Masters tickets stolen

Storms could slow the Augusta greens

Bob Warters's picture
Tue, 9 Apr 2002


Police in Augusta are warning Masters Tournament ticket-holders to guard their ‘patrons badges’ closely, after a local carpenter allegedly broke into a hotel room and stole four coveted tickets.

Macie Hallman (27) was arrested on Monday trying to sell the badges for $350, later admitting he had waited for two guests to leave their room before breaking a window.

Deputies recovered the tickets and returned them to the owners, police said.

The badges are hot currency on the streets of the sprawling Georgia city which comes to life every year during Masters week. But it’s a criminal offence to ‘tout’ tickets, known as ‘scalping’ in the US.

However, on the roads leading to the course dozens of signs are held up offering ‘ top dollar for Masters badges’ for which there is a 20-year waiting list for a chance to obtain one for the week.

One London-based Australian in 2000, having watched the early rounds on TV was so excited, he took a flight to Atlanta and a bus to Augusta, purchased a ticket from a patron leaving early for £300 and saw the last nine holes on the Sunday.

Storm warning could slow greens
Thunderstorms and showers are forecast for the Augusta area this week – and that could be good news for the competitors in the US Masters.

As players stepped out for early practice rounds, Steve Stricker, the former World Matchplay champion, reported the greens already had a yellow sheen and were so crusty he could hear his spikes crunch as he walked on them.

Tiger Woods, who played the front nine on Monday with Mark O'Meara, said, with tongue firmly in his cheek, that he thought the greens were running about ’13 or 14’ on the Stimpmeter.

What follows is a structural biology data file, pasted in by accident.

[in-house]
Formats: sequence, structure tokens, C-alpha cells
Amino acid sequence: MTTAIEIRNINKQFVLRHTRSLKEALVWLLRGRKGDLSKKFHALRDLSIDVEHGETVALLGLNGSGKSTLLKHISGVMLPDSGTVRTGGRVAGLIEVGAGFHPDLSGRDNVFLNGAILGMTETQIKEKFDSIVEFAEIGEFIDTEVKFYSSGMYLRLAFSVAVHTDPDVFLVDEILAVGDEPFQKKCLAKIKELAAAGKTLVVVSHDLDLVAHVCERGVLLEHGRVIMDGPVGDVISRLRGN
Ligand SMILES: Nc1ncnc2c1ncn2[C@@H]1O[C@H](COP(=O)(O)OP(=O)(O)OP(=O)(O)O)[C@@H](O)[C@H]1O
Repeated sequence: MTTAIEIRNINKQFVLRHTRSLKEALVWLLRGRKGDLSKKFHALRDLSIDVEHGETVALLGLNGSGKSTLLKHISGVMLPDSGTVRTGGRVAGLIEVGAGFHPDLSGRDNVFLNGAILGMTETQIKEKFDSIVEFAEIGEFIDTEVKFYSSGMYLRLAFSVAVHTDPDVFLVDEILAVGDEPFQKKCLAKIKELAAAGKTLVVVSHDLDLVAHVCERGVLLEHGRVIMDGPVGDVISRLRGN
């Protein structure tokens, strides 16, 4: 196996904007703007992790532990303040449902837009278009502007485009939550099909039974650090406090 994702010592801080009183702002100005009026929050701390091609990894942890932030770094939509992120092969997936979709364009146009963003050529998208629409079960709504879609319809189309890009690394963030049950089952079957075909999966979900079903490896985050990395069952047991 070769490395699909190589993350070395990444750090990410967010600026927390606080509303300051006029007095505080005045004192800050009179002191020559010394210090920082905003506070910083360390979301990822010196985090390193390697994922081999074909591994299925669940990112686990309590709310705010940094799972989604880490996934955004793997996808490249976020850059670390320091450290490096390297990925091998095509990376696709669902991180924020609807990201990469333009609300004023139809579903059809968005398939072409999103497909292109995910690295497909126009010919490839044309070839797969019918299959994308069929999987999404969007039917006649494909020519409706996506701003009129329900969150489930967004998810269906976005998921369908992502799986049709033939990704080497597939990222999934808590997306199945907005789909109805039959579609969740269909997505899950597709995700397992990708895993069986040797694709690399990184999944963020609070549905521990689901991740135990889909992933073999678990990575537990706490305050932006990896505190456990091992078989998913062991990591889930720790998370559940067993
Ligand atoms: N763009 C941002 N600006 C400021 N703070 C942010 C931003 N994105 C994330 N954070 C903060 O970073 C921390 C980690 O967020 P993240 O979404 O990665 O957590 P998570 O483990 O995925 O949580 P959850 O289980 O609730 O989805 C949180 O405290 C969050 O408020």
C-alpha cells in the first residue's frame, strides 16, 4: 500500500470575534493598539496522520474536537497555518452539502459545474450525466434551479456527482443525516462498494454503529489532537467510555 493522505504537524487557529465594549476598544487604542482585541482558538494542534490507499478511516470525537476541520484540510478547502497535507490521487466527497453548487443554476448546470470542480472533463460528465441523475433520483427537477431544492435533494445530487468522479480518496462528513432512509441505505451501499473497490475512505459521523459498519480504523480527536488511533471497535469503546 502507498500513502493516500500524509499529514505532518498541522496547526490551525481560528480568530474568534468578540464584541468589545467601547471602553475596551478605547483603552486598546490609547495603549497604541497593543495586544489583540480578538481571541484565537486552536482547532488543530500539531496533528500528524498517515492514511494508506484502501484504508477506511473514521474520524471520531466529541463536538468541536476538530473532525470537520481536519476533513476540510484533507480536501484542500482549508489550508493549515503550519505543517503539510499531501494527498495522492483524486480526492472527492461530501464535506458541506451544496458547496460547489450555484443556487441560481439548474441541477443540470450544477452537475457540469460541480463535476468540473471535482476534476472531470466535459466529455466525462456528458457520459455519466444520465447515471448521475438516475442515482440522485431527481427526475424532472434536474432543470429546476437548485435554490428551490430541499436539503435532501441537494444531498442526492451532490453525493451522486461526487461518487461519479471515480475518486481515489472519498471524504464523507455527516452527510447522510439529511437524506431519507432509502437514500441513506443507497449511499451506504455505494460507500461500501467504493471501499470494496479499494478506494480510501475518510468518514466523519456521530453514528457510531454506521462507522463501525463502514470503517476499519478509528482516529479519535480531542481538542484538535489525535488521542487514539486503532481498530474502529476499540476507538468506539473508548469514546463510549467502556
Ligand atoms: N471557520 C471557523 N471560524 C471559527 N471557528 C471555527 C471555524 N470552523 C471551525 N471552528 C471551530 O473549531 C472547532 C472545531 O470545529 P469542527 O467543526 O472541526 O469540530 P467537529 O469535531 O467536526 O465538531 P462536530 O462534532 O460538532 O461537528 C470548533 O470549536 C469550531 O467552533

Local favourite Charles Howell III, who was at college in Augusta, watched a greenkeeper mowing one of the greens on Sunday and said he saw that no grass clippings were going into the mower’s basket.

"Just making sure,'' the maintenance worker told him.

One reason the greens are so firm now is that with the forecast predicting rain later in the week, soft greens will be a recipe for lower scoring.

Chris DiMarco, he of the claw putting grip, practising with PGA champion David Toms, described them as ‘blues’.

"It was like, 'How many blues did you hit today?’ Because those greens aren't really green.''

Robert Allenby, confirmed it. He hit what looked like a perfect shot out of the front bunker right of the par-3 16th.

By the time he climbed out, the ball had crept toward the ridge and rolled to the bottom half of the green just short of the pond.

"Lee Janzen looked over and said, 'What a great shot.' Thirty seconds later, it was nearly in the water,'' said an astonished Allenby.

Scotsman Sandy Lyle, the champion in 1988, walked straight to the first tee on Sunday after only seconds on the practice putting green.

Said playing partner Bob Estes: "He had the equivalent of a 15-footer for birdie, and a 25-footer for bogey!''

 

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